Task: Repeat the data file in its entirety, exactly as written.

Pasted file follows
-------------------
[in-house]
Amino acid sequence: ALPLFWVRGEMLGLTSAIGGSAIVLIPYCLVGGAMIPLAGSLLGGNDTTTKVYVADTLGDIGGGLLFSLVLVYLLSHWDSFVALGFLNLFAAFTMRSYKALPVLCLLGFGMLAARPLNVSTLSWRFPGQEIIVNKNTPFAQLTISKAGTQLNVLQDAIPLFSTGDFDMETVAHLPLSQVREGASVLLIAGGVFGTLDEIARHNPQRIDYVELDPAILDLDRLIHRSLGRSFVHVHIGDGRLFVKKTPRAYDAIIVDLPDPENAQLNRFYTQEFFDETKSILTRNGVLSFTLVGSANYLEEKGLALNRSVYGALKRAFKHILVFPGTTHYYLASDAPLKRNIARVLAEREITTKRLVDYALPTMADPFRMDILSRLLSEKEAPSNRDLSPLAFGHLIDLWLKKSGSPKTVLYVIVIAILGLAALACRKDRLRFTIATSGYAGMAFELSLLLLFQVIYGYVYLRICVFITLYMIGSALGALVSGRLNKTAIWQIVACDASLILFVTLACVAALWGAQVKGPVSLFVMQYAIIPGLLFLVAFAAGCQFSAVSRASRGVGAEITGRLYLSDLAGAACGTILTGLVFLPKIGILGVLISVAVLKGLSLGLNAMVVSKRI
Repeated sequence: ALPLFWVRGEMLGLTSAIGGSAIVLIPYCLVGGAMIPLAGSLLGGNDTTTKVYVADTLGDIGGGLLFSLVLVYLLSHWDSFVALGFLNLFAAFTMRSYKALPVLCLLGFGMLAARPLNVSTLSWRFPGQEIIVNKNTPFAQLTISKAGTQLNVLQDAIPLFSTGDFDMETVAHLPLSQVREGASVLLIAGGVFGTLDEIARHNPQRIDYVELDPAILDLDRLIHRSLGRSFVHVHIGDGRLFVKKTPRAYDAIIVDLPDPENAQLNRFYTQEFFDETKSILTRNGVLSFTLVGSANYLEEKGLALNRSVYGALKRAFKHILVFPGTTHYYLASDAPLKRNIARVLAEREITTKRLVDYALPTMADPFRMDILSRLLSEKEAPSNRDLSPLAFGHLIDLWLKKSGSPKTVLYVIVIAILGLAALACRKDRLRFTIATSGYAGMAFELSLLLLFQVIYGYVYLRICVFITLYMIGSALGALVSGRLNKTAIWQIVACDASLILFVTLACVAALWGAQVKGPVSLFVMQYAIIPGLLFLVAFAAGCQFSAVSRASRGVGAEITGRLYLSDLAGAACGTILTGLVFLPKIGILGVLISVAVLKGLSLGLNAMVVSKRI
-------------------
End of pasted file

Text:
[in-house]
Amino acid sequence: ALPLFWVRGEMLGLTSAIGGSAIVLIPYCLVGGAMIPLAGSLLGGNDTTTKVYVADTLGDIGGGLLFSLVLVYLLSHWDSFVALGFLNLFAAFTMRSYKALPVLCLLGFGMLAARPLNVSTLSWRFPGQEIIVNKNTPFAQLTISKAGTQLNVLQDAIPLFSTGDFDMETVAHLPLSQVREGASVLLIAGGVFGTLDEIARHNPQRIDYVELDPAILDLDRLIHRSLGRSFVHVHIGDGRLFVKKTPRAYDAIIVDLPDPENAQLNRFYTQEFFDETKSILTRNGVLSFTLVGSANYLEEKGLALNRSVYGALKRAFKHILVFPGTTHYYLASDAPLKRNIARVLAEREITTKRLVDYALPTMADPFRMDILSRLLSEKEAPSNRDLSPLAFGHLIDLWLKKSGSPKTVLYVIVIAILGLAALACRKDRLRFTIATSGYAGMAFELSLLLLFQVIYGYVYLRICVFITLYMIGSALGALVSGRLNKTAIWQIVACDASLILFVTLACVAALWGAQVKGPVSLFVMQYAIIPGLLFLVAFAAGCQFSAVSRASRGVGAEITGRLYLSDLAGAACGTILTGLVFLPKIGILGVLISVAVLKGLSLGLNAMVVSKRI
Repeated sequence: ALPLFWVRGEMLGLTSAIGGSAIVLIPYCLVGGAMIPLAGSLLGGNDTTTKVYVADTLGDIGGGLLFSLVLVYLLSHWDSFVALGFLNLFAAFTMRSYKALPVLCLLGFGMLAARPLNVSTLSWRFPGQEIIVNKNTPFAQLTISKAGTQLNVLQDAIPLFSTGDFDMETVAHLPLSQVREGASVLLIAGGVFGTLDEIARHNPQRIDYVELDPAILDLDRLIHRSLGRSFVHVHIGDGRLFVKKTPRAYDAIIVDLPDPENAQLNRFYTQEFFDETKSILTRNGVLSFTLVGSANYLEEKGLALNRSVYGALKRAFKHILVFPGTTHYYLASDAPLKRNIARVLAEREITTKRLVDYALPTMADPFRMDILSRLLSEKEAPSNRDLSPLAFGHLIDLWLKKSGSPKTVLYVIVIAILGLAALACRKDRLRFTIATSGYAGMAFELSLLLLFQVIYGYVYLRICVFITLYMIGSALGALVSGRLNKTAIWQIVACDASLILFVTLACVAALWGAQVKGPVSLFVMQYAIIPGLLFLVAFAAGCQFSAVSRASRGVGAEITGRLYLSDLAGAACGTILTGLVFLPKIGILGVLISVAVLKGLSLGLNAMVVSKRI